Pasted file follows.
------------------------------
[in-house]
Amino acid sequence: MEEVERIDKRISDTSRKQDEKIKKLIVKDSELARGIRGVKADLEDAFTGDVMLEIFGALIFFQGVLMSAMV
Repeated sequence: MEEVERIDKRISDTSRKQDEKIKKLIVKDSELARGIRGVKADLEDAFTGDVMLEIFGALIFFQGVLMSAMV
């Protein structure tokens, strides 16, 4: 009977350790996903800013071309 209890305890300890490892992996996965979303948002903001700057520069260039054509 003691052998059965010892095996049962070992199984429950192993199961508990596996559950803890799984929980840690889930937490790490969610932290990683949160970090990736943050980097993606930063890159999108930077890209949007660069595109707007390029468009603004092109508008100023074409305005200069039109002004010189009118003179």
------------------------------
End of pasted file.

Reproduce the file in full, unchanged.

[in-house]
Amino acid sequence: MEEVERIDKRISDTSRKQDEKIKKLIVKDSELARGIRGVKADLEDAFTGDVMLEIFGALIFFQGVLMSAMV
Repeated sequence: MEEVERIDKRISDTSRKQDEKIKKLIVKDSELARGIRGVKADLEDAFTGDVMLEIFGALIFFQGVLMSAMV
């Protein structure tokens, strides 16, 4: 009977350790996903800013071309 209890305890300890490892992996996965979303948002903001700057520069260039054509 003691052998059965010892095996049962070992199984429950192993199961508990596996559950803890799984929980840690889930937490790490969610932290990683949160970090990736943050980097993606930063890159999108930077890209949007660069595109707007390029468009603004092109508008100023074409305005200069039109002004010189009118003179």